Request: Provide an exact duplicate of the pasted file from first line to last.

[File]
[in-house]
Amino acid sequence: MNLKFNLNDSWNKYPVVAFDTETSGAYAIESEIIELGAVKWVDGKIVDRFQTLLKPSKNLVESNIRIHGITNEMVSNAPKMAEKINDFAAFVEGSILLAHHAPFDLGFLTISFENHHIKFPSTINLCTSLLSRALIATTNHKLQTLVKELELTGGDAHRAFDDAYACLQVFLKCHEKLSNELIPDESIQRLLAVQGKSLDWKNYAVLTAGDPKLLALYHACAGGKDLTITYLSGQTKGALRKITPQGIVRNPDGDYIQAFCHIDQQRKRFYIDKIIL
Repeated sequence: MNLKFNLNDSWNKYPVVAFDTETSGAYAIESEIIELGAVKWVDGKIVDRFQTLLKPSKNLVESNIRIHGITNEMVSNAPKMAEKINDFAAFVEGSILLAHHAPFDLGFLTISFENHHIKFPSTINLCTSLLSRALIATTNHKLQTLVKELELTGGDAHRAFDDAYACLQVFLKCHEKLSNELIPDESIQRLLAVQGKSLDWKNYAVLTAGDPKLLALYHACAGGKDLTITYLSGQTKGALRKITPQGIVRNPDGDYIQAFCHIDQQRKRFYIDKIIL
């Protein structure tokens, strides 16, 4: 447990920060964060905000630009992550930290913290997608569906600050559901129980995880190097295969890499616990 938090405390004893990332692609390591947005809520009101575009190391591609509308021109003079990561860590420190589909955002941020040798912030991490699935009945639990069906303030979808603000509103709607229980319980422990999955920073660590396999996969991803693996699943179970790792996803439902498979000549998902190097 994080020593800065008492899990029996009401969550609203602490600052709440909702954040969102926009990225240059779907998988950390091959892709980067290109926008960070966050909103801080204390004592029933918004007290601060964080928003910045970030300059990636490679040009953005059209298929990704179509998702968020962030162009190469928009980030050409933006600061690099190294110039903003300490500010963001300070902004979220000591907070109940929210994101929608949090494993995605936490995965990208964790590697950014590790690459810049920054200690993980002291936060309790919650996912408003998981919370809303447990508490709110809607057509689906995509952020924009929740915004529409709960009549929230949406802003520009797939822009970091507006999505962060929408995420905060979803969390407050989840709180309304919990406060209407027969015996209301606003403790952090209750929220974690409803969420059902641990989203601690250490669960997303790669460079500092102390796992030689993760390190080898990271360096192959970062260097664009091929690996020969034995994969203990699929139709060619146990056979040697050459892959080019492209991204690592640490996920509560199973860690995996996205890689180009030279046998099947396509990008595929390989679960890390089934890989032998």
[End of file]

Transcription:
[in-house]
Amino acid sequence: MNLKFNLNDSWNKYPVVAFDTETSGAYAIESEIIELGAVKWVDGKIVDRFQTLLKPSKNLVESNIRIHGITNEMVSNAPKMAEKINDFAAFVEGSILLAHHAPFDLGFLTISFENHHIKFPSTINLCTSLLSRALIATTNHKLQTLVKELELTGGDAHRAFDDAYACLQVFLKCHEKLSNELIPDESIQRLLAVQGKSLDWKNYAVLTAGDPKLLALYHACAGGKDLTITYLSGQTKGALRKITPQGIVRNPDGDYIQAFCHIDQQRKRFYIDKIIL
Repeated sequence: MNLKFNLNDSWNKYPVVAFDTETSGAYAIESEIIELGAVKWVDGKIVDRFQTLLKPSKNLVESNIRIHGITNEMVSNAPKMAEKINDFAAFVEGSILLAHHAPFDLGFLTISFENHHIKFPSTINLCTSLLSRALIATTNHKLQTLVKELELTGGDAHRAFDDAYACLQVFLKCHEKLSNELIPDESIQRLLAVQGKSLDWKNYAVLTAGDPKLLALYHACAGGKDLTITYLSGQTKGALRKITPQGIVRNPDGDYIQAFCHIDQQRKRFYIDKIIL
């Protein structure tokens, strides 16, 4: 447990920060964060905000630009992550930290913290997608569906600050559901129980995880190097295969890499616990 938090405390004893990332692609390591947005809520009101575009190391591609509308021109003079990561860590420190589909955002941020040798912030991490699935009945639990069906303030979808603000509103709607229980319980422990999955920073660590396999996969991803693996699943179970790792996803439902498979000549998902190097 994080020593800065008492899990029996009401969550609203602490600052709440909702954040969102926009990225240059779907998988950390091959892709980067290109926008960070966050909103801080204390004592029933918004007290601060964080928003910045970030300059990636490679040009953005059209298929990704179509998702968020962030162009190469928009980030050409933006600061690099190294110039903003300490500010963001300070902004979220000591907070109940929210994101929608949090494993995605936490995965990208964790590697950014590790690459810049920054200690993980002291936060309790919650996912408003998981919370809303447990508490709110809607057509689906995509952020924009929740915004529409709960009549929230949406802003520009797939822009970091507006999505962060929408995420905060979803969390407050989840709180309304919990406060209407027969015996209301606003403790952090209750929220974690409803969420059902641990989203601690250490669960997303790669460079500092102390796992030689993760390190080898990271360096192959970062260097664009091929690996020969034995994969203990699929139709060619146990056979040697050459892959080019492209991204690592640490996920509560199973860690995996996205890689180009030279046998099947396509990008595929390989679960890390089934890989032998």